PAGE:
Legal or mental incapacity is very real and can happen to anyone
We often come across situations where people have wills in place which deal with distribution of their assets to their loved ones.
More often than not we encounter situations where individuals have not put in place enduring powers of attorney (EPA) for their assets or personal care and welfare and the nightmare associated with that.
Whilst everyone seems to have a pretty good idea how they want their assets distributed upon death, people do not tend to think about what will happen and how they will be taken care of should they become incapacitated.
Legal or mental incapacity is very real and can happen to anyone, either through an accident, injury, medical event i.e. having a stroke, or age-related diseases. Once an individual becomes incapacitated, they can no longer look after themselves, their assets or appointing someone to care for them.
The question is what can be done in advance to ensure that assets and health and welfare are taken care of?
One should consider granting an enduring power of attorney (EPA) to another person. There are two types of EPA’s:
- For property – it gives another person the power to look after and make important decisions about one’s property, money and other assets;
- For personal care and welfare – it gives another person the power to make decisions about one’s health and welfare.
How does an Enduring Power of Attorney (EPA) work?
EPA’s, unlike the ordinary power of attorney, remains valid even when the donor becomes mentally incapable. When granting an EPA to another person it is important to consider carefully as to whom the power should be granted.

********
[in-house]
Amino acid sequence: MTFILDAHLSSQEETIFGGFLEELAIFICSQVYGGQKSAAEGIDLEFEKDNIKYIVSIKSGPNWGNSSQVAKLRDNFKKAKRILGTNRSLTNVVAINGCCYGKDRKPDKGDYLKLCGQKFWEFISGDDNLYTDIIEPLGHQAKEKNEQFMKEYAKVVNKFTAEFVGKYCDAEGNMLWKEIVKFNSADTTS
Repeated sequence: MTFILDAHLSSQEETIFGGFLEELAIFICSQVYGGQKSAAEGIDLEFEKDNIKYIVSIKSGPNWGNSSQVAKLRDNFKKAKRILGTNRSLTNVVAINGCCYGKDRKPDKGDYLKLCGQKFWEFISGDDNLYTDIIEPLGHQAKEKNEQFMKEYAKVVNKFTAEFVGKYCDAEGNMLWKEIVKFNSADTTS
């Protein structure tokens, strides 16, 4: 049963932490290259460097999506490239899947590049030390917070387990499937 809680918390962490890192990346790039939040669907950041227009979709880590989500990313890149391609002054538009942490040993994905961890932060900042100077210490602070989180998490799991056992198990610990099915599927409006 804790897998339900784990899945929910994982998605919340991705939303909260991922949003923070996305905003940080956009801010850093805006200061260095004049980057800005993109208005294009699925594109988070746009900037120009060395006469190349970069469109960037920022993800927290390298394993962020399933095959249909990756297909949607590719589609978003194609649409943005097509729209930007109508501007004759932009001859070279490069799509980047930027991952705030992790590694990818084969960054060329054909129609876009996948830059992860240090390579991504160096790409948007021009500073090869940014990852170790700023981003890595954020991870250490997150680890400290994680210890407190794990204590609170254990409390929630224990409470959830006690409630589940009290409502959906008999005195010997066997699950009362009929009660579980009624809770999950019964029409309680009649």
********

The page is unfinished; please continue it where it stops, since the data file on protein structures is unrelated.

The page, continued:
The danger often lies in naming one single person (generally a close family member) as the attorney, who may with best intentions at heart, end up doing what is wrong. It may also be prudent to name more than one person to ensure that the right outcome is achieved.
The legislation also enables an individual to name a substitute or series of substitute attorneys who can take over if the first attorney has for example passed away or is unwilling or unable to act. Naming substitutes avoids situations where the initial EPA is ineffective because the named attorney has passed away, is himself incapable, unable or unwilling to act.
It is also prudent to review any existing EPA’s on a regular basis to ensure that the right person and substitutes are named. Reviewing these documents is important as it gives comfort that the EPA’s will not be invalidated if for example the named attorney has passed away, is incapacitated or lives outside of New Zealand, and no substitute attorney has been named.
Article by Martina Evans, the tax expert from Roberts & Associates.